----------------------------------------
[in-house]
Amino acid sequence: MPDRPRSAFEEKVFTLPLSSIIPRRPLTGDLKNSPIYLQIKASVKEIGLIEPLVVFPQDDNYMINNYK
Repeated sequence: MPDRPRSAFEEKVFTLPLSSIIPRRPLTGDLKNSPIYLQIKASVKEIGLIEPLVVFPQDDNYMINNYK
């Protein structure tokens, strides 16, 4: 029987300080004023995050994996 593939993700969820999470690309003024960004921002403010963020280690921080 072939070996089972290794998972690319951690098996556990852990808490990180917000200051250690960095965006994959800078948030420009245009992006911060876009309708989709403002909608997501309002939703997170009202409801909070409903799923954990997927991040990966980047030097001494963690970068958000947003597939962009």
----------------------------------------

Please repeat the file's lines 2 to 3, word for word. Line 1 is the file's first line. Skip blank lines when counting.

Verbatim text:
Amino acid sequence: MPDRPRSAFEEKVFTLPLSSIIPRRPLTGDLKNSPIYLQIKASVKEIGLIEPLVVFPQDDNYMINNYK
Repeated sequence: MPDRPRSAFEEKVFTLPLSSIIPRRPLTGDLKNSPIYLQIKASVKEIGLIEPLVVFPQDDNYMINNYK